In the wake of the death threats and rioting that ensued as a result of last week's university lecture by Pope Benedict XVI, there has been quite a bit of good blog writing on the subjects of Islam, Christianity, and holy war.
Blogging at Brutally Honest, Tim Chesterton penned a good explanation of the pacifist tradition within Christianity. I think it's pretty accurate. This appears to be the first in a series of posts that will discuss non-violent and violent responses to evil, so mark this blog and check out the rest of the series.
Bryan Preston wrote a lengthy piece attempting to explain some fundamental differences between Christianity and Islam by citing the orthodox Christian belief that Christ's teachings and his death on the cross abrogated the ceremonial and judicial aspects of Mosaic law, specifically the instructions for those who commit certain kinds of sins to be punished by death, and the divine authorization of warfare against earthly enemies. We still keep the Torah in our canon of scripture because it is fundamental to our understanding of the nature of God's relationship with man, but the Mosaic law is no longer the focal point of Christianity:
By contrast, the Islamic Suras quoted by Robert Spencer and others that promote violence by Muslims against non-Muslims come from the second half of the Koran. They have not been abrogated by later scripture, because there is no later scripture. Spencer’s argument is that if any Koranic verses have abrogated any others, then the weight has to be given to the later verses–and they’re the violent ones. But if you don’t understand the principle of abrogation or the fact that not all scriptures hold equal weight in any faith, and it’s clear those who don’t hold to any faith at all probably don’t since they keep quoting Old Testament civil Law to slam Christians, then you’re ill-equipped to make the distinctions that mark Leviticus less authoritative on behavior than the Gospels for the Christian, and earlier verses less authoritative than later ones for the Muslim. The position of the violent Suras in the Koran is both a fact and a problem, one Spencer attempts to engage on its own terms, and one secularists consistently misunderstand because they don’t understand how a given text relates to a given faith and to other texts within that faith.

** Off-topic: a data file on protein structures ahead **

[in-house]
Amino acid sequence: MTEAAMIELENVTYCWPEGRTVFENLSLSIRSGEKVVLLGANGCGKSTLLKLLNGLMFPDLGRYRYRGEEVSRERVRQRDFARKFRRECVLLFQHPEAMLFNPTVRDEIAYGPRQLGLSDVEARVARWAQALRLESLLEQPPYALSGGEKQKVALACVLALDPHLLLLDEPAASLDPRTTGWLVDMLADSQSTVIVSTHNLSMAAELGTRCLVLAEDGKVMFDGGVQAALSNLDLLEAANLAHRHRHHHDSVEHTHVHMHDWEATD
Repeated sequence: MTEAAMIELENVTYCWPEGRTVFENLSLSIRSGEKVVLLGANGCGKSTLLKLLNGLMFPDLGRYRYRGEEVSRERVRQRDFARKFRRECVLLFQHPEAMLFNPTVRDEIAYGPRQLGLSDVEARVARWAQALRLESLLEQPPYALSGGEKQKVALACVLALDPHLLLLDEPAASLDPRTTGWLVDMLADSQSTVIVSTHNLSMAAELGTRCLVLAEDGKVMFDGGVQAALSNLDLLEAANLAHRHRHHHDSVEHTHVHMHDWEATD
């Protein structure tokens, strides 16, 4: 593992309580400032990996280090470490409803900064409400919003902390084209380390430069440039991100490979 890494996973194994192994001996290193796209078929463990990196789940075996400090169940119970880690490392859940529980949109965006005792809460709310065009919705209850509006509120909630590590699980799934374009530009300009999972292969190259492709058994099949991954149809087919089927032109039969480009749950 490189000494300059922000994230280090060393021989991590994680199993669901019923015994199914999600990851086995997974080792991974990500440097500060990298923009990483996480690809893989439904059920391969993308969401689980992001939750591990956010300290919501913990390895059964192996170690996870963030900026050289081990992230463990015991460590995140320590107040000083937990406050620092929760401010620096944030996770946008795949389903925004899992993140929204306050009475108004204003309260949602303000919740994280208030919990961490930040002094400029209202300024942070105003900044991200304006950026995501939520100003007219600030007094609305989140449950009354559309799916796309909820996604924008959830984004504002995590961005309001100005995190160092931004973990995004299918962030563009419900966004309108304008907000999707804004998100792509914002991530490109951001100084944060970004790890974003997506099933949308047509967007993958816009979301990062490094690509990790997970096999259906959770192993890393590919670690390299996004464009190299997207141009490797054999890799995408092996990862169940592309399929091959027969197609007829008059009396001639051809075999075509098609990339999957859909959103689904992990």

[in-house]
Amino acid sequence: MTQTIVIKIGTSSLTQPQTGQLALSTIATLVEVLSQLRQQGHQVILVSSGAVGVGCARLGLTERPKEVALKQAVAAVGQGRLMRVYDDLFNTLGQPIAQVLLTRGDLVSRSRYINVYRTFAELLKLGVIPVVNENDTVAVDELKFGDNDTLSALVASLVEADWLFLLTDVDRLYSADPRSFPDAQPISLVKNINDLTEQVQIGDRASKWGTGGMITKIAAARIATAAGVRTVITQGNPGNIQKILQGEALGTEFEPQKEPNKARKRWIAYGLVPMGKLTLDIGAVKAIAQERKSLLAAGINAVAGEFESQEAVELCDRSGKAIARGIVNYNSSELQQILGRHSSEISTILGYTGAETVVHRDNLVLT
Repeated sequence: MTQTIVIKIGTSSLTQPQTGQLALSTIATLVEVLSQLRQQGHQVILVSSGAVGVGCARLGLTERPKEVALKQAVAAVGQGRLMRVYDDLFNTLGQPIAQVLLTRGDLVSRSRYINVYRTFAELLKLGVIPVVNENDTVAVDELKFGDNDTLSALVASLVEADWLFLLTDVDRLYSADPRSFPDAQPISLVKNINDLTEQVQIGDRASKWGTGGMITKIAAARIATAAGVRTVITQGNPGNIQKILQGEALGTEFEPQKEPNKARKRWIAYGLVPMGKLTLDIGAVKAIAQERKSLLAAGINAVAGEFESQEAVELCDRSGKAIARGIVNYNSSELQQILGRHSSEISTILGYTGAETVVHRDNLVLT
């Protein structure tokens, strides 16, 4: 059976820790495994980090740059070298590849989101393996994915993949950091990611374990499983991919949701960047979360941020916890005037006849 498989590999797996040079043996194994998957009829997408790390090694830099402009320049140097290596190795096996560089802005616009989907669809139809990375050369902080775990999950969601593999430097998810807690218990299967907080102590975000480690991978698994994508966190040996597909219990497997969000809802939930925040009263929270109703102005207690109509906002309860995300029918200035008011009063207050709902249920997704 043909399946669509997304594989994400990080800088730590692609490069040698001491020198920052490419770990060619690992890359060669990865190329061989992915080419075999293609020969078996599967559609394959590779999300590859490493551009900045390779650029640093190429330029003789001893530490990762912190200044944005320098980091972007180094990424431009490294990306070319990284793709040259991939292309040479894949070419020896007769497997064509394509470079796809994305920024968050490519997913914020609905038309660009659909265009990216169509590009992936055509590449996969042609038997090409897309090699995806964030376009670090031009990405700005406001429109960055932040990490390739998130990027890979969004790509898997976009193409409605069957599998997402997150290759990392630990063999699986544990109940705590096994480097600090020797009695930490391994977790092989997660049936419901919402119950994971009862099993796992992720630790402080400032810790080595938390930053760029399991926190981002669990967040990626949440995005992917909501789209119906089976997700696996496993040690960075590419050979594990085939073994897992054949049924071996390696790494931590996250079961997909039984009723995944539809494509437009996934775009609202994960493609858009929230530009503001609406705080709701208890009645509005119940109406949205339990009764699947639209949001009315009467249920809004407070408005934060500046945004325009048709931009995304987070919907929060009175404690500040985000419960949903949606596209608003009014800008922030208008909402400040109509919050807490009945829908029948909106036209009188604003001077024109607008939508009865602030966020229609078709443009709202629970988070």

I am not versed enough in the Koran to make judgements as to whether or not the violence and warfare endorsed by the teachers of radical Islam indeed stems from a general understanding of the Koran shared by average Muslims. But Preston's piece seems to outline a reasonable argument as to why this could be so. In response, Robert Spencer himself added more to Preston's piece by explaining many of his points in detail.
I was additionally reminded of some comments made many months ago by Fr. Joseph Fessio, a student of Pope Benedict XVI and a Roman Catholic scholar. Fr. Fession was relaying the Pope's eloquent explanation of the Christian understanding of the divine inspiration of the Bible, versus Islam's understanding that the Koran reflects the actual words of Allah:
[H]e said in the Islamic tradition, God has given His word to Mohammed, but it’s an eternal word. It’s not Mohammed’s word. It’s there for eternity the way it is. There’s no possibility of adapting it or interpreting it, whereas in Christianity, and Judaism, the dynamism’s completely different, that God has worked through His creatures. And so, it is not just the word of God, it’s the word of Isaiah, not just the word of God, but the word of Mark. He’s used His human creatures, and inspired them to speak His word to the world, and therefore by establishing a Church in which he gives authority to His followers to carry on the tradition and interpret it, there’s an inner logic to the Christian Bible, which permits it and requires it to be adapted and applied to new situations ... But Islam is stuck. It’s stuck with a text that cannot be adapted, or even be interpreted properly.
The Protestant Reformation and subsequent schools of Christian theology sufficiently purged mainstream Christianity of any authoritative teaching that sought to justify the use of warfare or torture or other violent means as a Biblically sound method of spreading the Gospel of Jesus Christ. The Crusades were over by the beginning of the 14th century. The last heresy trials conducted by the Roman Catholic church that were facilitated through the royal house of Spain took place two hundred years ago. And since that time, the Christian church has voluntarily recused itself from its traditional role as an overseer of Western governments.
Until the current situation within the Muslim ummah changes, there can be no Muslim Reformation.